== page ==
Ever since Alt-J laid claim to their Mercury Prize for their debut An Awesome Wave in 2012, the percussive indie-experimentalists have been on a globe-trotting journey of a monumental masterclass.
While An Awesome Wave showed youthful prosperity and unique divinity in a world empty of breeze-blocks and synth sand-pipes, it seems that 10 years later – and a pandemic on the way – no love has ultimately been lost as their fourth album drives the point home with experimentation but lacks any sense of depth and clarity in an album caked with sombre folk-inflections.
Thankfully, the likes of U&ME and Hard Drive Gold resemble tasteful songwriting from the trio almost as if both moments were drawn straight from the B-side of their sophomore. Perhaps a more sobering thought is that they may never pique past their debut. Maybe they don’t want to or even think for a fleeting moment about it all, but The Dream does have moments of quality.
The play-through throughout is tranquil with lyricist Joe Newman’s angelic voice rising to the forefront of the emphatic sounds of Alt-J. Despite the lyrics resembling something of a minor past time for Newman (You were the baker, I’ll christen this new era/With the smell of freshly baked bread/Your Nutella, I’ll keep it in the cellar/You were always a fan of that spread), the drive for experimentation keeps the album chugging along soundly The Actor and Chicago telling opposing sides to an often topsy-turvy tale of a traditional alt-J soundscape.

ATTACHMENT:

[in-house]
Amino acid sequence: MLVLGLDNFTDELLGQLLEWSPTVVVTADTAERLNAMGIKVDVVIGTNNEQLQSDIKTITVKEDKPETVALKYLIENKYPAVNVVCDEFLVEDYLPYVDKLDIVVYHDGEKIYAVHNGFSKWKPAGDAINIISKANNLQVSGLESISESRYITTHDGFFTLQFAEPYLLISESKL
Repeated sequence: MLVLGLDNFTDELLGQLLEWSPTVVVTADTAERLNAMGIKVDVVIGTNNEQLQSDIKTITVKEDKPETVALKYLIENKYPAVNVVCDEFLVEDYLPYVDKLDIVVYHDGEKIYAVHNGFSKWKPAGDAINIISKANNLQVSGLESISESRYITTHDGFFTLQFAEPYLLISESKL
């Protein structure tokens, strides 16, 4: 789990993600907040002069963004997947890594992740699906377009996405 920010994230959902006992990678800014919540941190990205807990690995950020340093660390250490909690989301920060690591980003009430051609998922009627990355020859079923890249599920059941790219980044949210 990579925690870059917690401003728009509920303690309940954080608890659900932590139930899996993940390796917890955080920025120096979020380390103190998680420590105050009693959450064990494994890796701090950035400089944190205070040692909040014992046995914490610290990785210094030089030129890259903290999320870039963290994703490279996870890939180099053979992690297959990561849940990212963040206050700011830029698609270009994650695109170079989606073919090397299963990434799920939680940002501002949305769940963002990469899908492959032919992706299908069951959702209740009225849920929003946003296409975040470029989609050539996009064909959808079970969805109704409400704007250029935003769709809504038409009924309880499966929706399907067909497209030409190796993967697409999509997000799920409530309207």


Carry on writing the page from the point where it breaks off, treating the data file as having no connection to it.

While it’s invigorating to see such a compelling and thought-provoking collective of musicians to keep doing what they do best, the album lacks neither a sense of depth or impressive songwriting moments to play off the path of experimentation or an album filled with bangers. But it’s still nice to listen and lean in to the wise, wise world of alt-J.